The plot thickens in Iowa's second Congressional district, where Steve Rathje has released a new television commercial called "Bench Miller-Meeks":
Voice-over: Two years ago, Mariannette Miller-Meeks challenged Dave Loebsack. She lost by double digits. [visual shows fake newspaper headline: LOEBSACK WINS BIG Loebsack 57% vs. Miller-Meeks 38%]
Rathje: I coached football for several years, and sometimes the returning quarterback didn't give us our best opportunity to win, so we were forced to make some changes. I believe the same is true for politics.
I'm Steve Rathje. My experience: cutting spending and bringing jobs back home to America. Dave Loebsack's record: unsustainable spending and a disregard for the constitution.
I'm Steve Rathje, and I approved this message.
It's gutsy for Rathje to come out against second chances, since he lost the GOP primary for U.S. Senate in 2008. But as attack ads go, this one's tame. He didn't take any personal shots at Miller-Meeks or even call her a moderate. He's just saying she doesn't give Republicans the best opportunity to beat Loebsack. Then he presents his background as a sharp contrast to the incumbent.
I laughed to hear Rathje hit Loebsack on "unsustainable spending." Rathje's promoting a tax holiday plan that would add at least $400 billion to the deficit in two months. Such details probably don't matter to the typical Republican primary voter, though.
Yesterday I wrote that I still consider Miller-Meeks a slight favorite in the primary. This commercial changes my view somewhat. If she sticks to her plan of running no tv ads before the June 8 primary, she leaves this message unchallenged. It's not clear that she has the time or the funds to respond on television, and even if she does, I don't know how to answer Rathje's point without calling more attention to her double-digit loss to Loebsack. Miller-Meeks seems slightly less right-wing than the other Republicans, which makes her a better general election candidate, but no one won a Republican primary lately by claiming to be the most moderate person in the field.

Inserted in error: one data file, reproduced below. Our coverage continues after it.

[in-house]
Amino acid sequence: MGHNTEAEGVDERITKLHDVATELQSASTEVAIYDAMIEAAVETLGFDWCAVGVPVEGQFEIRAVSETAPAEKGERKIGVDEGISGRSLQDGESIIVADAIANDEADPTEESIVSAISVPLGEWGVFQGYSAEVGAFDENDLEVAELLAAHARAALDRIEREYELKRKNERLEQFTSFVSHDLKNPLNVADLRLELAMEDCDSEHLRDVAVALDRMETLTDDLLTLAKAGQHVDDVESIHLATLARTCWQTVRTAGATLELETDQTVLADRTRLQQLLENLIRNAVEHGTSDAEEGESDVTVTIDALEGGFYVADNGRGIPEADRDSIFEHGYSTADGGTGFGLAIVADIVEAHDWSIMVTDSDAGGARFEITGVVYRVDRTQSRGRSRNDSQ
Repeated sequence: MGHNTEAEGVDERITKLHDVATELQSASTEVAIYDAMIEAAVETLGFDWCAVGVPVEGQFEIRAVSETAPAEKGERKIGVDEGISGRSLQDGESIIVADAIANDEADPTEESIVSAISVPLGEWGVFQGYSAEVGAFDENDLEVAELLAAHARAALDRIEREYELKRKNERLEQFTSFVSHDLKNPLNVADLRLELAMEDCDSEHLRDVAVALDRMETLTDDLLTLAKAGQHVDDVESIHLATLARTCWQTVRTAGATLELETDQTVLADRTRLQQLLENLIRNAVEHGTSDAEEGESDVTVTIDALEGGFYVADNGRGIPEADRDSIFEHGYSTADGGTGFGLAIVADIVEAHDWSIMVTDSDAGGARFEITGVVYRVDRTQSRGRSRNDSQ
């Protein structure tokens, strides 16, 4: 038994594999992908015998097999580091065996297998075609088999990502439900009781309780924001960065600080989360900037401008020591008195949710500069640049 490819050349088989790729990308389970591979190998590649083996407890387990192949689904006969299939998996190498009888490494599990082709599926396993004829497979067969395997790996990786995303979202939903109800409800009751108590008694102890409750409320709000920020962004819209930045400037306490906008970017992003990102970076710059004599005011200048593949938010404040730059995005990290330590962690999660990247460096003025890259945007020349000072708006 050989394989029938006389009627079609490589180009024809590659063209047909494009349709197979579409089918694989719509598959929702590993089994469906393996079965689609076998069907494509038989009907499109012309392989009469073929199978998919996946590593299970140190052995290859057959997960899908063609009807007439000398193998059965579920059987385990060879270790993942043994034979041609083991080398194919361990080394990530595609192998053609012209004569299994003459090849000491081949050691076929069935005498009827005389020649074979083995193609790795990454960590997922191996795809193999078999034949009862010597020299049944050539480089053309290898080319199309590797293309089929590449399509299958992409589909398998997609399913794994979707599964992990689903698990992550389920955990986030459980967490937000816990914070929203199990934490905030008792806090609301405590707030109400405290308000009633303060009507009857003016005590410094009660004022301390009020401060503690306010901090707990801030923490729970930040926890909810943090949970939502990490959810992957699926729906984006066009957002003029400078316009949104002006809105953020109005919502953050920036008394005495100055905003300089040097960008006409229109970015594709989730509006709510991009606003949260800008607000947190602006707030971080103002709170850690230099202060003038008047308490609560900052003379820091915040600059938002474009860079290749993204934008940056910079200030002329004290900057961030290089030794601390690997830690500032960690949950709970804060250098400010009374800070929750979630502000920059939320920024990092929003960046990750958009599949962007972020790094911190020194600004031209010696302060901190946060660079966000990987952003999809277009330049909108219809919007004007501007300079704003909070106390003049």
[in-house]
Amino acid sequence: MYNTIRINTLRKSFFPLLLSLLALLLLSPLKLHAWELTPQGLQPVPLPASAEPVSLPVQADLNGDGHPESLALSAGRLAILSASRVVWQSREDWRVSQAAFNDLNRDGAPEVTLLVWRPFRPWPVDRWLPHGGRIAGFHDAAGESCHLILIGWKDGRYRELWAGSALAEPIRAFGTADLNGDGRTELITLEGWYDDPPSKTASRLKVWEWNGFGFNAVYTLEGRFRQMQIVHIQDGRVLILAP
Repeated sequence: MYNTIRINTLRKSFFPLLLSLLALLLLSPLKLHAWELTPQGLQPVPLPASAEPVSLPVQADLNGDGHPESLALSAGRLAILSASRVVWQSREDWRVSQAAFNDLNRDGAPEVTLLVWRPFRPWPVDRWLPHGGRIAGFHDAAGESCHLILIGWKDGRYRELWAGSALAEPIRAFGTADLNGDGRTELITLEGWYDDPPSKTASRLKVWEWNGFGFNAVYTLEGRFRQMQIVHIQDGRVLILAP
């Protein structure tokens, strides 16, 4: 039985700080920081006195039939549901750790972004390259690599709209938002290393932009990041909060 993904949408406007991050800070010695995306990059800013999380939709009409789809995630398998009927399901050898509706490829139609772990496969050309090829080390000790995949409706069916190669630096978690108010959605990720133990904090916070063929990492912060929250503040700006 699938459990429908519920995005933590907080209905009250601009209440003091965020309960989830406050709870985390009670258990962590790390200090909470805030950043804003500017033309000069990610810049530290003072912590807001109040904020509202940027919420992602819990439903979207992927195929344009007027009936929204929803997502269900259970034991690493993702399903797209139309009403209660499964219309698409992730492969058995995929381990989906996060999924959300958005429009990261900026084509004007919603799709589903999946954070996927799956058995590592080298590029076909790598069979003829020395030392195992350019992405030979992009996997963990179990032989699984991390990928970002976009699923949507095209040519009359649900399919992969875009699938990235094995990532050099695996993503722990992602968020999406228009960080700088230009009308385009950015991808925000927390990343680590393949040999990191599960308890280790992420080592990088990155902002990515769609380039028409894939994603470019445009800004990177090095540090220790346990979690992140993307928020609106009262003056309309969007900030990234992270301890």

My hunch is that Rob Gettemy benefits as much as Rathje from this commercial, if not more. Gettemy's the freshest face in the Republican field, and his own advertising probably gives him as much visibility as Rathje outside his base in Linn County.
What do you think, Bleeding Heartland readers?
UPDATE: The second district candidates clashed at a forum May 26 in Mount Pleasant. James Q. Lynch has the story at the Cedar Rapids Gazette. Excerpt:
Gettemy told the crowd of about 100 people sitting on the lawn outside American Outdoors south of Mount Pleasant he offers the best opportunity to defeat Loebsack because voters are looking for a fresh face, "not a politician."
His rivals have all run before and lost - "lost big time," Gettemy said.
Without mentioning names, he noted that Rathje and Reed, who faced off in a U.S. Senate primary two years ago, are still fighting that battle and Miller-Meeks is willing to change her comments to suit various audiences. [...]
"You can tell it's campaign silly season, Miller-Meeks said. "I've been smeared so many times that I feel like a bug on a windshield."
She called for uniting the fiscal, social and constitutional conservatives. "We need all three tent poles" to defeat Loebsack, she said. Miller-Meeks and reminded her rivals that "whatever we do before the primary can be used by the Democrats after the primary."
United, Miller-Meeks said, the 2nd District can become "the Massachusetts of the Midwest - not in ideology, but in victory."
Also, Kim Smith of Cedar Rapids claims Rathje is pro-abortion and is trying to spread the word on Twitter and via YouTube. I don't know whether she or the group calling itself "Coalition for Iowa Values" has endorsed a different candidate in this primary.
SECOND UPDATE: Miller-Meeks responds to the new Rathje ad:
Miller-Meeks called the video "a deceitful, deceptive attack by someone going into a last minute panic" and threw the football analogies back at Rathje.
"So we're supposed to pick someone who has been sitting on the bench and couldn't win his primary after running for two years rather than someone who has been playing the game?" she asked. [...]
Rathje was the first to run TV ads and Gettemy followed. Reed plans to air aids in June. Miller-Meeks doesn't plan to run TV ads, preferring to focus her advertising, primarily direct mail, on likely primary voters.
"I have the resources to do what we need," she said. Referring to her professional training as an ophthalmologist, Miller-Meeks said she works with lasers and prefers a laser focus over a scattershot approach.
"I look at the audience to determine the best method to reach the primary voters and to get them to the polls," she said.